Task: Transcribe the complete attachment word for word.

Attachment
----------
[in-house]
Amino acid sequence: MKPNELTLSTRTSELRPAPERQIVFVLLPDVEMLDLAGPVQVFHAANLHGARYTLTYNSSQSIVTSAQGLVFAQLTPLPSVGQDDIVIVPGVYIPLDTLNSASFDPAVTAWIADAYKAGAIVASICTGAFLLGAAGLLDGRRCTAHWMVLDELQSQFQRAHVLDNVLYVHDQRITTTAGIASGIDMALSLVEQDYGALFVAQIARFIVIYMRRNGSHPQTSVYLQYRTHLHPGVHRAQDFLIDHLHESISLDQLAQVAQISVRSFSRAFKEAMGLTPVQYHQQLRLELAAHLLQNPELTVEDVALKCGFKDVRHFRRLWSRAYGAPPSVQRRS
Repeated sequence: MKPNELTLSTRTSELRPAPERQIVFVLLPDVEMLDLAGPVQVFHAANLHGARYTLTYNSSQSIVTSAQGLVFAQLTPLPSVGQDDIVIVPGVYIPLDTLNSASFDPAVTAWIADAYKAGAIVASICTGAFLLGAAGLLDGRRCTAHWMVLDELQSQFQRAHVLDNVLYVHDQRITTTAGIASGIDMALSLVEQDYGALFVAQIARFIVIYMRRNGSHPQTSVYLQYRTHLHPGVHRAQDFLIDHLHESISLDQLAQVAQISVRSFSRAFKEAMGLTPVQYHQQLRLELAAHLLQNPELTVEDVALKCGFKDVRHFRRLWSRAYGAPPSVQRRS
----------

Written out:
[in-house]
Amino acid sequence: MKPNELTLSTRTSELRPAPERQIVFVLLPDVEMLDLAGPVQVFHAANLHGARYTLTYNSSQSIVTSAQGLVFAQLTPLPSVGQDDIVIVPGVYIPLDTLNSASFDPAVTAWIADAYKAGAIVASICTGAFLLGAAGLLDGRRCTAHWMVLDELQSQFQRAHVLDNVLYVHDQRITTTAGIASGIDMALSLVEQDYGALFVAQIARFIVIYMRRNGSHPQTSVYLQYRTHLHPGVHRAQDFLIDHLHESISLDQLAQVAQISVRSFSRAFKEAMGLTPVQYHQQLRLELAAHLLQNPELTVEDVALKCGFKDVRHFRRLWSRAYGAPPSVQRRS
Repeated sequence: MKPNELTLSTRTSELRPAPERQIVFVLLPDVEMLDLAGPVQVFHAANLHGARYTLTYNSSQSIVTSAQGLVFAQLTPLPSVGQDDIVIVPGVYIPLDTLNSASFDPAVTAWIADAYKAGAIVASICTGAFLLGAAGLLDGRRCTAHWMVLDELQSQFQRAHVLDNVLYVHDQRITTTAGIASGIDMALSLVEQDYGALFVAQIARFIVIYMRRNGSHPQTSVYLQYRTHLHPGVHRAQDFLIDHLHESISLDQLAQVAQISVRSFSRAFKEAMGLTPVQYHQQLRLELAAHLLQNPELTVEDVALKCGFKDVRHFRRLWSRAYGAPPSVQRRS